I just saw an interesting story on Eurogamer: the developer of Darkest Dungeon, a popular new indie game, has hit out at a clearly fake version of its game on the Windows Games Store. The developer is said to have reached out to Microsoft for help. I’m sure they will oblige in due course.
I thought I’d take this opportunity to write a quick post because what you probably WON’T read about is what Microsoft, or any other platform which is said to be hosting fake/fraudulent/illegal/infringing content (“content” btw might be games, film, audio, artwork – anything) might say in response to the developer: Continue reading Why DMCA and trademark protection is a no-brainer: the Darkest Dungeon scam
If you haven’t played the S.T.A.L.K.E.R. series of PC video games, you really should – it’s a glorious first person survival game based in and around a fictional Ukraine where the Chernobyl nuclear plant exploded a second time and changed the world around it (it’s based loosely on the excellent Stugatsky brothers’ short science fiction novel, Roadside Picnic). Some of my best memories about emergent storytelling in games come from that series.
Anyway, enough of the games nostalgia. I’m writing about STALKER (as I shall call it, to save my poor ‘.’ key) for cold legal purposes, because it is generating our latest games trademark controversy. More in a moment, but first I want to credit two articles on the legal issues with STALKER which were influential on me: this Polygon feature on the story more generally and this PC Gamer article on the trademark troubles just now.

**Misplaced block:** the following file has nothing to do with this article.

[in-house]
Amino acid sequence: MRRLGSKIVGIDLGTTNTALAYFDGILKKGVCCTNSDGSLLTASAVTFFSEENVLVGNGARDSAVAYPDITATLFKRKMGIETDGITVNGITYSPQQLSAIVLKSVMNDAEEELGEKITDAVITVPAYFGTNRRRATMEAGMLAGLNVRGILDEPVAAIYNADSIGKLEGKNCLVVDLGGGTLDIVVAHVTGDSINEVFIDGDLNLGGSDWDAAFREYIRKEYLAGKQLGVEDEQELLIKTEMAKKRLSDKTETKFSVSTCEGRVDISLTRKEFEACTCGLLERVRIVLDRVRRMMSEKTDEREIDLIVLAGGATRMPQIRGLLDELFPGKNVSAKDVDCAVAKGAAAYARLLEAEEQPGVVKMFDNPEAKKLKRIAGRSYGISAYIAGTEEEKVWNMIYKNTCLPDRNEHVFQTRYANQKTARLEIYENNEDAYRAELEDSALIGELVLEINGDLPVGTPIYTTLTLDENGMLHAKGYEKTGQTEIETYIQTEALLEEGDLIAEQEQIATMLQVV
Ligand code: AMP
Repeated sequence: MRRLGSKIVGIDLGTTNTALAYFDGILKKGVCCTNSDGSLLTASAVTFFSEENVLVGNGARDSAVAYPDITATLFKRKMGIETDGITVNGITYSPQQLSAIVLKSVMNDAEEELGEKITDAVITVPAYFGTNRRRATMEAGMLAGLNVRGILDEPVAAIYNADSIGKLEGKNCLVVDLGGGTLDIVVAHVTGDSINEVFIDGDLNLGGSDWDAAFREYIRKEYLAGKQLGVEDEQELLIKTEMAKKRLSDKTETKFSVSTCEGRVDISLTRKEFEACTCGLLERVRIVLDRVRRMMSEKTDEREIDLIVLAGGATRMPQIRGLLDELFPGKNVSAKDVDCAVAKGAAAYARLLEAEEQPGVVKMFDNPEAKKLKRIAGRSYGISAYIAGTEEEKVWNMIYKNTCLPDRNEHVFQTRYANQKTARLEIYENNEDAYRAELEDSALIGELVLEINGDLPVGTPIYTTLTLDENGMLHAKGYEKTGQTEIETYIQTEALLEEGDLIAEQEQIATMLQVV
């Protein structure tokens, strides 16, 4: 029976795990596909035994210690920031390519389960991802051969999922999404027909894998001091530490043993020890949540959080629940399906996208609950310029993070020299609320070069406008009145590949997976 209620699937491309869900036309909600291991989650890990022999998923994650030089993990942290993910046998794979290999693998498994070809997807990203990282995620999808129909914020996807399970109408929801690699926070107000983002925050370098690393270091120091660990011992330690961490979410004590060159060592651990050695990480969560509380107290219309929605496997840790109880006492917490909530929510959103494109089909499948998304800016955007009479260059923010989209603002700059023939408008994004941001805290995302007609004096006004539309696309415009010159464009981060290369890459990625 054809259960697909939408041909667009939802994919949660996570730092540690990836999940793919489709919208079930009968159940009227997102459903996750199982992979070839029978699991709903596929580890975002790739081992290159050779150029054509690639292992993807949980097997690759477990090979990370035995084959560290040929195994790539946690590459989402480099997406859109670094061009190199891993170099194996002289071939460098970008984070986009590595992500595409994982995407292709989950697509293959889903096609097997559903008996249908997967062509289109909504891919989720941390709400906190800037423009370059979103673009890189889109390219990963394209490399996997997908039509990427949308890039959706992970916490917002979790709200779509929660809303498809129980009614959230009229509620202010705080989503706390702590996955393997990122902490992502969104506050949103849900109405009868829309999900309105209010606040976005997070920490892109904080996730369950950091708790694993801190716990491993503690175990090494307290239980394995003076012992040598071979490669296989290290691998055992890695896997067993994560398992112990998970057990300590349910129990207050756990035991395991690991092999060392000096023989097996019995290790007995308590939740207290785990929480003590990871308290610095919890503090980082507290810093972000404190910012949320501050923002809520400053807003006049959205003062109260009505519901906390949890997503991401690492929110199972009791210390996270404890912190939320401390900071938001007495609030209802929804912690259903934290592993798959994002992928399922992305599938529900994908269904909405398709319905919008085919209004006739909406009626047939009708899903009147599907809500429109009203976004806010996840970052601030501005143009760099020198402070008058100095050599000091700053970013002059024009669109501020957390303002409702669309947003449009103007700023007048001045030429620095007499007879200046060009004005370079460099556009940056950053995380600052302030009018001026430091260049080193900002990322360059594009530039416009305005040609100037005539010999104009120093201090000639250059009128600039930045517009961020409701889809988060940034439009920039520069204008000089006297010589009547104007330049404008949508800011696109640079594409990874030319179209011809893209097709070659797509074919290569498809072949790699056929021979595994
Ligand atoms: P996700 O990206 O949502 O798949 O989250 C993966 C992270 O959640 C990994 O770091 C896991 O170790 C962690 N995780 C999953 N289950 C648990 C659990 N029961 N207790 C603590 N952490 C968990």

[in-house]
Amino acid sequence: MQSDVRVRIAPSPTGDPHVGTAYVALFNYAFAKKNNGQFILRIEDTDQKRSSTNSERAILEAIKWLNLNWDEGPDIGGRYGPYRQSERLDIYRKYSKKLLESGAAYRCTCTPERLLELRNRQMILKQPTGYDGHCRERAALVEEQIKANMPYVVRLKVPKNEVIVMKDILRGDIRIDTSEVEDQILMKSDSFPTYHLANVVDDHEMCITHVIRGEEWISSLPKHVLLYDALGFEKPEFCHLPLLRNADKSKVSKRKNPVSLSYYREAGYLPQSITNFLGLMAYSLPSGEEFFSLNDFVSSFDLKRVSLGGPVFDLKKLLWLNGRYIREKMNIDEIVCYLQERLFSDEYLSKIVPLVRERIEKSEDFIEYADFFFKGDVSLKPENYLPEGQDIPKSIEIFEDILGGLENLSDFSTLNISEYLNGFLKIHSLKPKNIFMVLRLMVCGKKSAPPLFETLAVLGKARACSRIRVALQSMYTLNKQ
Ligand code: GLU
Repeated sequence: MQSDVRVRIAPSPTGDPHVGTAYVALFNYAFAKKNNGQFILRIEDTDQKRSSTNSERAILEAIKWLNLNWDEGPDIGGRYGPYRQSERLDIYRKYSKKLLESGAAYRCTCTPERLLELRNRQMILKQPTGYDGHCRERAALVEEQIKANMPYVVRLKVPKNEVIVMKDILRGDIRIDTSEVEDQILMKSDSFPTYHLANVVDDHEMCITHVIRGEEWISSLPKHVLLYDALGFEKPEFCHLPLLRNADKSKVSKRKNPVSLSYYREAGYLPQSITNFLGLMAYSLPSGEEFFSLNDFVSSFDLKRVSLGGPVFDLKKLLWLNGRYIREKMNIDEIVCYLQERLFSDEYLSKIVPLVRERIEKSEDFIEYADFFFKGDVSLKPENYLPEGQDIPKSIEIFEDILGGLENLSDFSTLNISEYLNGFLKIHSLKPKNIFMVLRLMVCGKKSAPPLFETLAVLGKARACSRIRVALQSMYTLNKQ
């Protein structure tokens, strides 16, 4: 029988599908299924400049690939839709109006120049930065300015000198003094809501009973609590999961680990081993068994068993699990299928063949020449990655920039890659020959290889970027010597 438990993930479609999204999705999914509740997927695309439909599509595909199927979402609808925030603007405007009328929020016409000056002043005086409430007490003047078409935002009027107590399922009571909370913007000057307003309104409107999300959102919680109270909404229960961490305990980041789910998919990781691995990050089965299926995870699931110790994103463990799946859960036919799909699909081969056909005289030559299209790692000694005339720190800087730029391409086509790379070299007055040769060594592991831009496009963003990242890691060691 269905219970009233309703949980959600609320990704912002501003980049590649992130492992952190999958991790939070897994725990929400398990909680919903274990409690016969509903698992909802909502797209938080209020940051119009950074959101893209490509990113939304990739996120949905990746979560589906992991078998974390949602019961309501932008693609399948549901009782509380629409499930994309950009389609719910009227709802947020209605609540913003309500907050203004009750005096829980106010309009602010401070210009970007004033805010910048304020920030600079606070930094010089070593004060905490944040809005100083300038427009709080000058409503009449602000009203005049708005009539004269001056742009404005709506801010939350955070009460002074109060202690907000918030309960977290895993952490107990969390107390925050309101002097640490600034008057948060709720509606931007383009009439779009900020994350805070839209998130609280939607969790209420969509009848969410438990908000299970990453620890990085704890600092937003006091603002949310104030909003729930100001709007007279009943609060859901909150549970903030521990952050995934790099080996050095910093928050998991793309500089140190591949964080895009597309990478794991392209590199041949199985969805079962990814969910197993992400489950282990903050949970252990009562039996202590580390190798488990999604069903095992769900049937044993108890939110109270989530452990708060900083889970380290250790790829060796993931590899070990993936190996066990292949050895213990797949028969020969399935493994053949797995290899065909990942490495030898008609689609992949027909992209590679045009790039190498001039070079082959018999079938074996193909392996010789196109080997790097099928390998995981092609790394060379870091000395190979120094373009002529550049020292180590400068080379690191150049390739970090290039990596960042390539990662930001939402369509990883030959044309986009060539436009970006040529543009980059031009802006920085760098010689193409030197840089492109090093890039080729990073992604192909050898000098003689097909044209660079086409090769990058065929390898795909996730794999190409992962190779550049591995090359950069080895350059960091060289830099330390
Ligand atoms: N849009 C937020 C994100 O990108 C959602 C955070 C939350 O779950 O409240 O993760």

One more thing – if you’re not sure what a trademark actually is, read my quick guide to demystifying trademarks and games.
So, here we go: Continue reading The latest games trademark controversy: S.T.A.L.K.E.R and STALKER
I just read in Develop that Activision is bringing back its dormant Sierra publishing label. For those who don’t know: Sierra was once a driving force in games development and publishing in the 1980s and 1990s but suffered a long decline into the 2000s, effect shutting down finally by the late Noughties.
This made me think two things: (1) that’s great news (I have warm feelings from back in the day about Sierra games); and (2) this is another example of how keeping a brand alive legally through its dormant phase means it can spring back to life in the future – as Sierra is now doing.